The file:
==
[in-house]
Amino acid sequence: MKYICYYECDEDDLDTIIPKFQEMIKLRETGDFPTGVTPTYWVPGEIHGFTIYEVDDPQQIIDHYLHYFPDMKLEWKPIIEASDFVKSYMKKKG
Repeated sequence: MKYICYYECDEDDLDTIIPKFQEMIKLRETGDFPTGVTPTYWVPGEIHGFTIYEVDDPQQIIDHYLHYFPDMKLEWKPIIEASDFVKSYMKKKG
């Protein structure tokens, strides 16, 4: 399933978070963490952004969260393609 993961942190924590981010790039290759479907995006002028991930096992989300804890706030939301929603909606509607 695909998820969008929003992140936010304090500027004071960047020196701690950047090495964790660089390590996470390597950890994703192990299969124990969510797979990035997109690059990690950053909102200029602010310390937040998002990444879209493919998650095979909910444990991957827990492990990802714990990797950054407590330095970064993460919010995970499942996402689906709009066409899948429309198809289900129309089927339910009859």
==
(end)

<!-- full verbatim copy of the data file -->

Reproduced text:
[in-house]
Amino acid sequence: MKYICYYECDEDDLDTIIPKFQEMIKLRETGDFPTGVTPTYWVPGEIHGFTIYEVDDPQQIIDHYLHYFPDMKLEWKPIIEASDFVKSYMKKKG
Repeated sequence: MKYICYYECDEDDLDTIIPKFQEMIKLRETGDFPTGVTPTYWVPGEIHGFTIYEVDDPQQIIDHYLHYFPDMKLEWKPIIEASDFVKSYMKKKG
């Protein structure tokens, strides 16, 4: 399933978070963490952004969260393609 993961942190924590981010790039290759479907995006002028991930096992989300804890706030939301929603909606509607 695909998820969008929003992140936010304090500027004071960047020196701690950047090495964790660089390590996470390597950890994703192990299969124990969510797979990035997109690059990690950053909102200029602010310390937040998002990444879209493919998650095979909910444990991957827990492990990802714990990797950054407590330095970064993460919010995970499942996402689906709009066409899948429309198809289900129309089927339910009859």